Breast Cancer Stamps and the Merchandising of Women's Health Print E-mail
From my blog, - Lucinda
Breast Cancer Stamps and the Merchandising of Women's Health
Lucinda Marshall, @ 2005

Breast Cancer Stamps and the Merchandising of Women's Health
A well-meaning friend sent me an e-mail earlier this week begging me to buy breast cancer stamps. I get an e-mail like this about once a week, except during Breast Cancer Awareness Month in October when they seem to arrive every few hours.

I always hesitate to voice my cynicism when I reply to these e-mails because they represent a genuine effort on the part of those who send them to stop this horrible disease. But I have some significant questions about just how the money raised by the stamps is spent. Does it fund impartial research or are the studies conducted under the influence of pharmaceutical companies that profit from the sale of the drugs used to treat breast cancer? Does any of the money go to researching the causes of breast cancer?

It wasn’t until a few years ago that I started to wonder about this business of buying our way to ‘The Cure’, but when it started to get impossible to make it through the month of October without buying something pink, the caution lights started flashing. I’ve never had much tolerance for the notion that you can buy things to solve problems, since for the most part, consumerism is a leading contributor to the problem in the first place. Ironically, a study just came out that in fact suggests that there is a link between a chemical, bisphenol-A or BPA, that is used in food packaging and breast cancer.

But what nails me is the duplicity behind the marketing of thinking pink. The primary corporate sponsor of Breast Cancer Awareness Month is Astra Zeneca, which makes the popular cancer drug Tamoxifen. Interestingly, Tamoxifen can also cause cancer and until recently, Astra Zeneca also made a variety of other cancer-causing chemicals. Apparently the company has a thing about color marketing. Not only do they encourage you to think pink, they are also the maker of a frequent sponsor of the nightly network news, the little purple pill a.k.a. Nexium. Which begs the question of how corporate sponsorship of the news might impact how cancer ‘cures’ and causes are reported by the networks.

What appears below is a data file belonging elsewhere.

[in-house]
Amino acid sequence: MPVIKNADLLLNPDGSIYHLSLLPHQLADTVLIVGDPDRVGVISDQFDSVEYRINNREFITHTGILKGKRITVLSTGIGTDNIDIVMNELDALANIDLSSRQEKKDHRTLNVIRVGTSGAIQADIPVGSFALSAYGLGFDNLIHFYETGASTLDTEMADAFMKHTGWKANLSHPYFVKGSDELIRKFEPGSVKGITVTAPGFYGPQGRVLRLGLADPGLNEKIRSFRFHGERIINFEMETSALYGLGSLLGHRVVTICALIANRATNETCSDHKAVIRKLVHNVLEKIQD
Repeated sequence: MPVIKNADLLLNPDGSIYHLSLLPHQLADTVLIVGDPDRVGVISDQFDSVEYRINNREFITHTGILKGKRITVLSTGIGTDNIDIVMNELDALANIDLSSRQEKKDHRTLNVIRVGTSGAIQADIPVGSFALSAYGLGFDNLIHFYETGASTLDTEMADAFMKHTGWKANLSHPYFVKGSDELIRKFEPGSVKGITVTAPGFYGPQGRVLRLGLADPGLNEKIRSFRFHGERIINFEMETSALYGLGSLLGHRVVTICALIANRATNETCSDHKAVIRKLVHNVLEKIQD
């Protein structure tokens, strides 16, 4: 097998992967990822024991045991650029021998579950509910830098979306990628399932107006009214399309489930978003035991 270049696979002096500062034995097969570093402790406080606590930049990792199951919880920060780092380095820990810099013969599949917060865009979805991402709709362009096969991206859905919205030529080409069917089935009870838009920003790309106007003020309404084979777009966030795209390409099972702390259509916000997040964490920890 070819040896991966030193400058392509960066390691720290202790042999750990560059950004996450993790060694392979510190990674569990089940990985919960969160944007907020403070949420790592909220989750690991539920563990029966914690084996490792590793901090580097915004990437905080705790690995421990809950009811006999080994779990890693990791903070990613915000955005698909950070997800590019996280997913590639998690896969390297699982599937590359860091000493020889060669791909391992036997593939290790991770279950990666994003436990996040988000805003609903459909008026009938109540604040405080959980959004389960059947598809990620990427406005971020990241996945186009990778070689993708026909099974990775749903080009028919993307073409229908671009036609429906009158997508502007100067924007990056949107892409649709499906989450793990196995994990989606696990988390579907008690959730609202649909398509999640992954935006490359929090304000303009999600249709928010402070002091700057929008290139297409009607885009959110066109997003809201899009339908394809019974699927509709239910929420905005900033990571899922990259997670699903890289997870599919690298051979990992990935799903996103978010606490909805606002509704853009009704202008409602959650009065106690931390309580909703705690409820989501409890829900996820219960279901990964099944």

Astra Zeneca is not the only company playing both sides of the cause/cure game. Dupont makes numerous cancer-causing chemicals as well as drugs used to treat cancer. And General Electric makes nuclear power plants that produce ionizing radiation, a known cause of cancer as well as mammography equipment (which also perversely produces ionizing radiation). GE also owns NBC.

As for the stamp, according to the United States Postal Service, the stamp has raised $37 million in funds for breast cancer research. “By law, 70 percent of the net amount raised is given to the National Institutes of Health and 30 percent is given to the Medical Research Program at the Department of Defense.” Breast Cancer Action, questions the NCI funding because it focuses “on the molecular biology of cancer and the function of genes in the development and/or treatment of cancer” with only limited amounts of lifestyle and environmental research or investigation into the causes of breast cancer. It would also certainly be interesting to know why the DoD is so interested in women's health.

Before we buy one more stamp or ribbon, we need to ask some hard questions about how the money we donate is spent. We need to look at the connections between the research and the corporations that make cancer-causing drugs and those that profit from the drug ‘cures’ and diagnostic equipment (sometimes one and the same), Just as critically we need to be aware of the financial ties of those who report the ‘facts’ about this disease.

Postscript: I am writing this a few days after the revelations that the tobacco companies looked into literally sugar-coating their poisonous products in order to appeal to/kill women. Yes, kill. This comes only a few years after we are finally told that there might be a few unacceptable risks to hormone replacement therapy. Misogyny is a highly profitable financial strategy. Inasmuch as we grant corporations personhood in this country, it seems high time we try them for murder.